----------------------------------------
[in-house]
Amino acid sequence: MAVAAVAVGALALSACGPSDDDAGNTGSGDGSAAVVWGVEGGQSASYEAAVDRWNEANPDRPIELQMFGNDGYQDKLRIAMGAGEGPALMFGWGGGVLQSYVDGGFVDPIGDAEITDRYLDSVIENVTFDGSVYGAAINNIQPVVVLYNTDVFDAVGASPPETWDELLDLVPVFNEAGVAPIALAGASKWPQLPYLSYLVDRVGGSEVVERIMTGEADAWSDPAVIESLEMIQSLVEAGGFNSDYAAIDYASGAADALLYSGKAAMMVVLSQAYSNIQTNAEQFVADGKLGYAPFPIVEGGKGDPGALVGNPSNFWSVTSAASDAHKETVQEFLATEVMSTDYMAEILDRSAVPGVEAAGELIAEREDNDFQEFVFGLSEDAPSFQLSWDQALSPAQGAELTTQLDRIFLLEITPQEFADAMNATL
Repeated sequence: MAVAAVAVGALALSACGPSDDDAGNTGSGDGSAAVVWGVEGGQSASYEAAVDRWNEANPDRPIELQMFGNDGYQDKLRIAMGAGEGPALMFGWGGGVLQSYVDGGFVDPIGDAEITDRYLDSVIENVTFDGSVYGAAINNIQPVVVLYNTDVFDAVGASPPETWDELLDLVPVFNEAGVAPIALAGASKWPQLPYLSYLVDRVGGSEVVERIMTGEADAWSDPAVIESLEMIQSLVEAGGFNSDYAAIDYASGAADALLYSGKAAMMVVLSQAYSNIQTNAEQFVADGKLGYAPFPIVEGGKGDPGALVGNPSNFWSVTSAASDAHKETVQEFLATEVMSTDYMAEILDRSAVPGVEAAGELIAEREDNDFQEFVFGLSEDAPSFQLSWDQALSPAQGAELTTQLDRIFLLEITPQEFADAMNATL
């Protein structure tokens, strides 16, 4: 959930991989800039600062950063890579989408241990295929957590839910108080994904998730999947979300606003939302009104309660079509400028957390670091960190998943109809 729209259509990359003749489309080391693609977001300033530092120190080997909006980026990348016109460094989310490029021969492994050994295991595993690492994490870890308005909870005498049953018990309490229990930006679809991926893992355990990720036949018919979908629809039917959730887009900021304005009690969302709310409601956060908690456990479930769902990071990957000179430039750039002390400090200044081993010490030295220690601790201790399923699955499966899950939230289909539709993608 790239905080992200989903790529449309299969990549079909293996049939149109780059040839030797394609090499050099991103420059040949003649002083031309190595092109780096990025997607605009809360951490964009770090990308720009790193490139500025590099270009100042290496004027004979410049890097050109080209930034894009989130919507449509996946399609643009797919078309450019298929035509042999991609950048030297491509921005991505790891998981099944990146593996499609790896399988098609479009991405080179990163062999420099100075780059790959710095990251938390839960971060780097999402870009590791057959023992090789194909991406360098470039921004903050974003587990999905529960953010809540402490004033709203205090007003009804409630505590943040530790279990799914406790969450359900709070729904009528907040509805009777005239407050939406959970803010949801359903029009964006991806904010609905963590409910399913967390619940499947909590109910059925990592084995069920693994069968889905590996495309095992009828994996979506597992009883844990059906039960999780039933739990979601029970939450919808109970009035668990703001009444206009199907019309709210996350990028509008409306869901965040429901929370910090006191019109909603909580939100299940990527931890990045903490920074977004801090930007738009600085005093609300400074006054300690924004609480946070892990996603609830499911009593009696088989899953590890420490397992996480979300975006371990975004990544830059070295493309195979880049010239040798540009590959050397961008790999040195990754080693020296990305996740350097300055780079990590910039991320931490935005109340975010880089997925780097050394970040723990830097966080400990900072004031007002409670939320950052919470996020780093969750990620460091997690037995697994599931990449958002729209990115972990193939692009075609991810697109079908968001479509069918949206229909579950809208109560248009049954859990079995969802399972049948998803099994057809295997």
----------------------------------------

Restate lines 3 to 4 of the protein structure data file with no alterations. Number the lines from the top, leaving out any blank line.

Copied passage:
Repeated sequence: MAVAAVAVGALALSACGPSDDDAGNTGSGDGSAAVVWGVEGGQSASYEAAVDRWNEANPDRPIELQMFGNDGYQDKLRIAMGAGEGPALMFGWGGGVLQSYVDGGFVDPIGDAEITDRYLDSVIENVTFDGSVYGAAINNIQPVVVLYNTDVFDAVGASPPETWDELLDLVPVFNEAGVAPIALAGASKWPQLPYLSYLVDRVGGSEVVERIMTGEADAWSDPAVIESLEMIQSLVEAGGFNSDYAAIDYASGAADALLYSGKAAMMVVLSQAYSNIQTNAEQFVADGKLGYAPFPIVEGGKGDPGALVGNPSNFWSVTSAASDAHKETVQEFLATEVMSTDYMAEILDRSAVPGVEAAGELIAEREDNDFQEFVFGLSEDAPSFQLSWDQALSPAQGAELTTQLDRIFLLEITPQEFADAMNATL
């Protein structure tokens, strides 16, 4: 959930991989800039600062950063890579989408241990295929957590839910108080994904998730999947979300606003939302009104309660079509400028957390670091960190998943109809 729209259509990359003749489309080391693609977001300033530092120190080997909006980026990348016109460094989310490029021969492994050994295991595993690492994490870890308005909870005498049953018990309490229990930006679809991926893992355990990720036949018919979908629809039917959730887009900021304005009690969302709310409601956060908690456990479930769902990071990957000179430039750039002390400090200044081993010490030295220690601790201790399923699955499966899950939230289909539709993608 790239905080992200989903790529449309299969990549079909293996049939149109780059040839030797394609090499050099991103420059040949003649002083031309190595092109780096990025997607605009809360951490964009770090990308720009790193490139500025590099270009100042290496004027004979410049890097050109080209930034894009989130919507449509996946399609643009797919078309450019298929035509042999991609950048030297491509921005991505790891998981099944990146593996499609790896399988098609479009991405080179990163062999420099100075780059790959710095990251938390839960971060780097999402870009590791057959023992090789194909991406360098470039921004903050974003587990999905529960953010809540402490004033709203205090007003009804409630505590943040530790279990799914406790969450359900709070729904009528907040509805009777005239407050939406959970803010949801359903029009964006991806904010609905963590409910399913967390619940499947909590109910059925990592084995069920693994069968889905590996495309095992009828994996979506597992009883844990059906039960999780039933739990979601029970939450919808109970009035668990703001009444206009199907019309709210996350990028509008409306869901965040429901929370910090006191019109909603909580939100299940990527931890990045903490920074977004801090930007738009600085005093609300400074006054300690924004609480946070892990996603609830499911009593009696088989899953590890420490397992996480979300975006371990975004990544830059070295493309195979880049010239040798540009590959050397961008790999040195990754080693020296990305996740350097300055780079990590910039991320931490935005109340975010880089997925780097050394970040723990830097966080400990900072004031007002409670939320950052919470996020780093969750990620460091997690037995697994599931990449958002729209990115972990193939692009075609991810697109079908968001479509069918949206229909579950809208109560248009049954859990079995969802399972049948998803099994057809295997």